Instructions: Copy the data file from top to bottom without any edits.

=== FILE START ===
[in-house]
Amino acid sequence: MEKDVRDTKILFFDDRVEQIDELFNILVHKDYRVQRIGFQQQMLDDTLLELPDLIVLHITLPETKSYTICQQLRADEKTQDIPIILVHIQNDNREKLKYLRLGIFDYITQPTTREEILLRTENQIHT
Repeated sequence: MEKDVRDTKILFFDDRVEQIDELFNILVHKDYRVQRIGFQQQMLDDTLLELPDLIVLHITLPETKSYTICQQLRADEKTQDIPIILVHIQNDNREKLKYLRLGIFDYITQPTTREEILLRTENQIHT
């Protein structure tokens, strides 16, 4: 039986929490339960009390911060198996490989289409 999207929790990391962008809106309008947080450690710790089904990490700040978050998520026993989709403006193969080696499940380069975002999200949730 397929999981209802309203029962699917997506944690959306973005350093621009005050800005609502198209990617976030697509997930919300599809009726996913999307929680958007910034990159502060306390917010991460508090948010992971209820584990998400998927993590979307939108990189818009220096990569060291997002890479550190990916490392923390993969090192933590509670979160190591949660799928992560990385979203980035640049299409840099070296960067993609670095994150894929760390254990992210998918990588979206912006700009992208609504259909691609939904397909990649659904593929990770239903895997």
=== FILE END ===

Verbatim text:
[in-house]
Amino acid sequence: MEKDVRDTKILFFDDRVEQIDELFNILVHKDYRVQRIGFQQQMLDDTLLELPDLIVLHITLPETKSYTICQQLRADEKTQDIPIILVHIQNDNREKLKYLRLGIFDYITQPTTREEILLRTENQIHT
Repeated sequence: MEKDVRDTKILFFDDRVEQIDELFNILVHKDYRVQRIGFQQQMLDDTLLELPDLIVLHITLPETKSYTICQQLRADEKTQDIPIILVHIQNDNREKLKYLRLGIFDYITQPTTREEILLRTENQIHT
């Protein structure tokens, strides 16, 4: 039986929490339960009390911060198996490989289409 999207929790990391962008809106309008947080450690710790089904990490700040978050998520026993989709403006193969080696499940380069975002999200949730 397929999981209802309203029962699917997506944690959306973005350093621009005050800005609502198209990617976030697509997930919300599809009726996913999307929680958007910034990159502060306390917010991460508090948010992971209820584990998400998927993590979307939108990189818009220096990569060291997002890479550190990916490392923390993969090192933590509670979160190591949660799928992560990385979203980035640049299409840099070296960067993609670095994150894929760390254990992210998918990588979206912006700009992208609504259909691609939904397909990649659904593929990770239903895997």